Some Problems & Solutions in the
Experimental Science of Technology
The Proper Use and Reporting of Statistics in Computational Intelligence,
with an experimental design from Computational Ethnomusicology
Systems Science Seminar Series
Feb. 25, 2011
Mehmet Vurkaç
PhD Candidate, Electrical & Computer Engineering, PSU
Assistant Professor, Electrical Engineering & Renewable Energy, OIT
Outline
•
Statistics, the Scientific Method & Critical Thinking
•
Misuse of Statistical Techniques
•
Statistical Significance & Statistical Power
•
Problems with Statistical Significance
•
What To Do?
•
Cross

Validation and Related Techniques
•
Dissertation Research, Data & Experimental Design
Mehmet Vurkaç
Why is Statistics Important?
•
The science of
S
cience
•
Critical thinking
•
Social responsibility
“ Statistical thinking will one day be as necessary for efficient citizenship as the
ability to read and write.” H. G. Wells
Mehmet Vurkaç
Critical Thinking
•
Cognitive Psychology
•
Philosophy
•
Quantitative Literacy
•
Information Literacy
•
Cultural & Intercultural Competence
Mehmet Vurkaç
The Scientific Method
•
Three components from ancient Greeks, Indians,
Arabs, and late

Medieval/Renaissance Europe
•
Logic (resolution & composition)
•
Experimentation (measurement & repetition)
•
Theory (Greek & Arabian works )
Mehmet Vurkaç
The Scientific Method
•
Early Version
•
Observation
•
Hypothesis
•
Testing
•
Reformulation or Conclusion
Mehmet Vurkaç
The Scientific Method
•
The Modern Scientific Method
•
Accuracy
•
Objectivity
•
Skepticism
•
Open

mindedness
Mehmet Vurkaç
Parsimony (Skepticism) and Goodness

of

Fit
•
Occam’s Razor
•
Laplace’s principle of insufficient reason
•
Einstein
•
Newton’s position on hypotheses
•
Lendaris/Stanley conjecture
Mehmet Vurkaç
The Scientific Method
•
Additional Elements for Reliable Experimentation
•
Randomization & Blocking
•
Bootstrapping
•
Double

Blinding
•
Factorial Design
Mehmet Vurkaç
Misuse of Statistical Techniques in Science,
Medicine and Technology
•
Hastie/Tibshirani/Friedman (2011) ‘The Elements of Statistical Learning’
•
Siegfried (2010)
Science News
•
Ziliak/McCloskey (2008) ‘The Cult of Statistical Significance’
•
Ioannidis (2005)
PLoS Medicine
•
Miller (2004)
The Journal of Systems and Software
•
Zucchini (2000)
Journal of Mathematical Psychology
•
Forster (2000)
Journal of Mathematical Psychology
•
Salzberg (1997)
Data Mining and Knowledge Discovery
•
Prechelt (1996)
Neural Networks
•
Flexer (1996)
Cybernetics and Systems
•
Holte (1993)
Machine Learning
Mehmet Vurkaç
Misuse of Statistical Techniques in Model
Evaluation
•
Miller (2004), Zucchini (2000) & Salzberg (1997): multiplicity effect
•
Salzberg (1997): nonexistent patterns
•
Prechelt (1996)
•
200 NN papers
•
29 % not on real

world problems
•
Only 8 % with more than one alt. hypothesis
•
Flexer (1996)
•
Only 3 out of 43 leading

journal NN papers used a holdout set.
•
Hastie, Tibshirani, Friendman: cross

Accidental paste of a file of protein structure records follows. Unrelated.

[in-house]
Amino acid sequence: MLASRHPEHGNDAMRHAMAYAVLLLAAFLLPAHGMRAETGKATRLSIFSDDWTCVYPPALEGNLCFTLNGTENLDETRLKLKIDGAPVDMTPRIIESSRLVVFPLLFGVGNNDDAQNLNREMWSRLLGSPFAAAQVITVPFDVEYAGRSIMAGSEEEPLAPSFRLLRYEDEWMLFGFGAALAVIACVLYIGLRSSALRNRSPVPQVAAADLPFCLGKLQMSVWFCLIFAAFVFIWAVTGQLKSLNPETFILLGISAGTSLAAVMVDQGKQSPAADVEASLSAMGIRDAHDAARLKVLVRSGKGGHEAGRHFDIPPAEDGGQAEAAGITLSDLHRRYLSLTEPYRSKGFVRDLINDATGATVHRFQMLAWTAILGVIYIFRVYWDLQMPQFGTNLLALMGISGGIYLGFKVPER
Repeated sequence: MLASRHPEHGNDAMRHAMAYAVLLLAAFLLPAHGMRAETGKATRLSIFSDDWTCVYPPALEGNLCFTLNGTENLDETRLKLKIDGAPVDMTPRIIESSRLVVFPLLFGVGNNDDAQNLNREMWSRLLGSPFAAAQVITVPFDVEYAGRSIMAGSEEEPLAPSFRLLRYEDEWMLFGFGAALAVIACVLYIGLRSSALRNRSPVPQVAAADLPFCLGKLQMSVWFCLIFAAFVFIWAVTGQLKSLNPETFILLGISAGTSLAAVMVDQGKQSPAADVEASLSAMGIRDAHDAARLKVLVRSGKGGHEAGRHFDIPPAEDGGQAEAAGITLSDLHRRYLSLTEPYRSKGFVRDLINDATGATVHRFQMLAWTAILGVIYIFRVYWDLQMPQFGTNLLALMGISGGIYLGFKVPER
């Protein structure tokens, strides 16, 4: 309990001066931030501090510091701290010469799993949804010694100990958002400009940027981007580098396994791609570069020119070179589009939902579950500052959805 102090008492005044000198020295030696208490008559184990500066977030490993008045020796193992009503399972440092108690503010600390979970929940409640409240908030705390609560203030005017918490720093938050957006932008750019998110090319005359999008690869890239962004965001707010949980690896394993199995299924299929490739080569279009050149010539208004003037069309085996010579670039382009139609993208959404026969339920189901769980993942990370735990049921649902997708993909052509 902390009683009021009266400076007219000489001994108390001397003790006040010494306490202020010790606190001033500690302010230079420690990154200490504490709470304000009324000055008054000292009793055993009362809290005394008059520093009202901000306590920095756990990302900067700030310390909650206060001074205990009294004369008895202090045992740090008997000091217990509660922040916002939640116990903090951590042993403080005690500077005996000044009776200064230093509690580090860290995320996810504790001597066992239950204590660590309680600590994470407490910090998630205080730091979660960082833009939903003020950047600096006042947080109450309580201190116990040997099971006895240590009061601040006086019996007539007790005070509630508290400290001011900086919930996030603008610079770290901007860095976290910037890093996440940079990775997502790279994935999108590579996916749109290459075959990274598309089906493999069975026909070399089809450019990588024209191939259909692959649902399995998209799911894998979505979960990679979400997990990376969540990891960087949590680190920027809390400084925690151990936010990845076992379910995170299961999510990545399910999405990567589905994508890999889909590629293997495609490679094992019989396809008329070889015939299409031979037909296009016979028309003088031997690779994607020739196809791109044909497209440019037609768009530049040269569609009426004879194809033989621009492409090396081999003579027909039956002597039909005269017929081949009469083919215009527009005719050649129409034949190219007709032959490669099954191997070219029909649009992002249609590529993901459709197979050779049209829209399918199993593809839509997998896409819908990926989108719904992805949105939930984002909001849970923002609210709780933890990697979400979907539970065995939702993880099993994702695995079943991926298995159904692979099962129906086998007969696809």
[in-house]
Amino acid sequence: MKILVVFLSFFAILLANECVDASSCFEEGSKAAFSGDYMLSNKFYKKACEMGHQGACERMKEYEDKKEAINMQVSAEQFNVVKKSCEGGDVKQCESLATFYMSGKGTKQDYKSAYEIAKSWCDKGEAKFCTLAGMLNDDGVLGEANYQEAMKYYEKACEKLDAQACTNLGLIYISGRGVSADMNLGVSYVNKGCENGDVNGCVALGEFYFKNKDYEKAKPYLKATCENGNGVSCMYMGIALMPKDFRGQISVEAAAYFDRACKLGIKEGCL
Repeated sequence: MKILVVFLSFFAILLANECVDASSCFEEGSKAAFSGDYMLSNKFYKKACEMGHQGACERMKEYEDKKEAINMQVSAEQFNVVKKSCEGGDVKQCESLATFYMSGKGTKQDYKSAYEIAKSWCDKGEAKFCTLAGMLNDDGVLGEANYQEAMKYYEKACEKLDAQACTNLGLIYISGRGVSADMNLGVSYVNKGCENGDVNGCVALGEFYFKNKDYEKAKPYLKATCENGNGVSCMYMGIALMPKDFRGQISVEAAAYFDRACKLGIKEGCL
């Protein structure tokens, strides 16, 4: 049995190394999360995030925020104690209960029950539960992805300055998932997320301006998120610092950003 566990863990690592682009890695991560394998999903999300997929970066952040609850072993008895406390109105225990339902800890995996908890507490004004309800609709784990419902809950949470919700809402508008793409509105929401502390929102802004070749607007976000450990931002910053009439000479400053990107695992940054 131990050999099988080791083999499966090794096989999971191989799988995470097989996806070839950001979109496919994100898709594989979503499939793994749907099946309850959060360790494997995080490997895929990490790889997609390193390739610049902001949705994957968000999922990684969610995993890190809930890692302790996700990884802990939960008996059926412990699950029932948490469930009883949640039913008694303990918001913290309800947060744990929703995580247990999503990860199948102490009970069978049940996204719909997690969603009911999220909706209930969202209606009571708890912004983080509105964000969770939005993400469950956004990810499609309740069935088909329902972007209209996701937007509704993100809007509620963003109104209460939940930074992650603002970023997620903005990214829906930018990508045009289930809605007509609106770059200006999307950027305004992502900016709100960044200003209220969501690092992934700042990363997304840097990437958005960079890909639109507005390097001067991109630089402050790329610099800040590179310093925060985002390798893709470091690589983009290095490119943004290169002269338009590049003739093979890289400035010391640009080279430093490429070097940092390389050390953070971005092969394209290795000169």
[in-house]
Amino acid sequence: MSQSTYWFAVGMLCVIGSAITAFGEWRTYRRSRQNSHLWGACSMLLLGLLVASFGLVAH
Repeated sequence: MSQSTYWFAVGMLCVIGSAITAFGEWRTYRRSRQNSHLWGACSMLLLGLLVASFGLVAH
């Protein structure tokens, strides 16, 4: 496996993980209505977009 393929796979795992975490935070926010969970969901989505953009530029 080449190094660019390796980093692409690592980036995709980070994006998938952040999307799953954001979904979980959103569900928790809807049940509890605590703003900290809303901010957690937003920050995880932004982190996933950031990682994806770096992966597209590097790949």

validation errors in top

rank journals
•
Holte (1993): significance by accident (UCI repository)
•
Ziliak (2008): 80% equate st.sig. with importance
Mehmet Vurkaç
Multiplicity/Bonferroni Example
Design:
•
14 algorithms on 11 data sets
•
Those 154 combinations compared to a default classifier
•
Two

tailed paired
t
test with p < 0.05
Problem:
•
At least 99.96 % chance of incorrectly claiming statistical
significance
Mehmet Vurkaç
Demo Example: the Math
154 chances to be significant.
Expected number of significant results = 154 * 0.05 = 7.7
Alpha* = P(finding at least one differencethere is no difference)
(1
–
Alpha*) = P(right conclusion per experiment)
(1
–
Alpha*)^n = P(making no mistakes)
Real alpha = 1
–
[(1
–
Alpha*)^n ] = 0.0003
Mehmet Vurkaç
What’s Involved and What Can Be Done
•
Hypothesis Testing ?
•
Statistical Significance, Statistical Power & Conf. Int.
•
Meta

Significance ?
•
Cross

Validation, the Jackknife & the Bootstrap
•
AIC, BIC, TIC, NIC, etc. (information criteria)
•
Minimum Description Length (MDL)
•
The Bayesian framework
Mehmet Vurkaç
Statistical Significance
•
Hypothesis Testing
•
Do different treatments produce different outcomes?
•
Not feasible to study entire populations.
•
Sampling introduces uncertainty.
•
Need a measure of how much to trust results.
•
Type

1 Error: no underlying difference, but observed
•
The likelihood of type

I errors is the p value. (reported)
•
α
threshold must be set in advance!
Mehmet Vurkaç
Statistical Power
•
Type

2 Error: difference, but not observed.
•
P(Type

2 Error)
≡
β
•
Typically,
β
≤ 20, an
80% chance of detecting a stated magnitude of difference
(effect size).
•
(1
−
β
) is called statistical power. (controllable)
•
Out of 86 clinical studies
•
5 described power/sample size
•
59 reported not

significant results
•
21 of those lacked power to detect even large effects
•
In 57 studies, sample sizes ~ 15% of necessary power.
Mehmet Vurkaç
Significance & Power
•
Ideal statement of the type:
“There is at least an 80% likelihood that, had there been a 30%
difference between groups, we would have found that difference
with a value of
p
of less than 0.05.”
•
Online and other

software calculators exist.
•
Find power, given sample size,
α
and effect size.
•
Find sample size, given desired power ,
α
and effect size.
Mehmet Vurkaç
Meta

Significance & Other Problems
•
Is statistical significance itself statistically significant?
•
The standard 0.05 and 0.01 thresholds are arbitrary.
•
Not the same as practical significance.